What Are You Really Angry About?
Updated: Mar 27
Often couples come into session demanding their partner to be "fixed." He does this, and she does too much of that. Neither sees the other's deeper needs when upset, and what they see they do not like. When we reach an impasse, we focus on the disagreement and not on what or who may be influencing our partner's behaviors. What is often found during couples therapy is that anger, frustration, or sadness is often a more profound sign of unresolved trauma.
Couples issues range from a variety of factors, too many to name, so for this article, I will use a few examples of how conflict, when taken a deeper look, maybe a reflection of trauma a partner carries into the relationship. How do you know what is conflict and what is trauma? Time and reflection. Couples need to be open to -the therapy process, taking the time to listen and recognizing that perhaps their partner's behaviors reflect past influences. As adults, we expect our partners to act responsibly and be accountable for their behaviors. We want to be loved, accepted, and treated with dignity. It's a real and deserving goal. So why don't our partners treat us how we want to be treated?
Placing aside abusive behaviors, our partners may be reflecting trauma that occurred in their childhood, adolescence, or adulthood.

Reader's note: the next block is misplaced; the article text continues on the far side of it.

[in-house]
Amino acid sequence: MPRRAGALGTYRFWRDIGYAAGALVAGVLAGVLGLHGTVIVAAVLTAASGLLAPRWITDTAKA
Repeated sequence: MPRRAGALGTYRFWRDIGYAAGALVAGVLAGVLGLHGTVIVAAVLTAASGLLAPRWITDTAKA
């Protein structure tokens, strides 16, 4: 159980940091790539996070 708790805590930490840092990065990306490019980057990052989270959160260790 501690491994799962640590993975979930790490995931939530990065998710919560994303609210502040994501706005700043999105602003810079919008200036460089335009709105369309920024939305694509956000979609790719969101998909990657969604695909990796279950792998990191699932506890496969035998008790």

Let's take a look at two general disagreements that underneath may carry the elements of traumatic influences:
Finances: An argument regarding finances can range from overspending, budgeting, life insurance, name on a deed, parenting expenses, sharing of expenses etc.
Finances can be one of the more stressful and likely indicators of unresolved trauma.
Here are a few examples:
A former relationship where a spouse's dependency on alcohol created misfortunes and financial loss for the family
A single mother who struggled to work three jobs to keep her family afloat while the father abandoned all of his responsibilities as a parent;
A partner that lived off of the other's hard work without any show of gratitude or love;
While married, a divorcee gave up financial power to her partner and, as a result, lost her voice and personal control in the relationship.
Lack of affection: Emotional connection is essential to maintaining and growing the emotional bond between partners. It seems easy, yet often couples find that their partner cannot meet their version of emotional connection. For example, your partner arrives home from work, and you expect a big hello, kiss, and a loving welcome. Instead, your partner barely glances your way, grunts hello, or walks past you to unwind.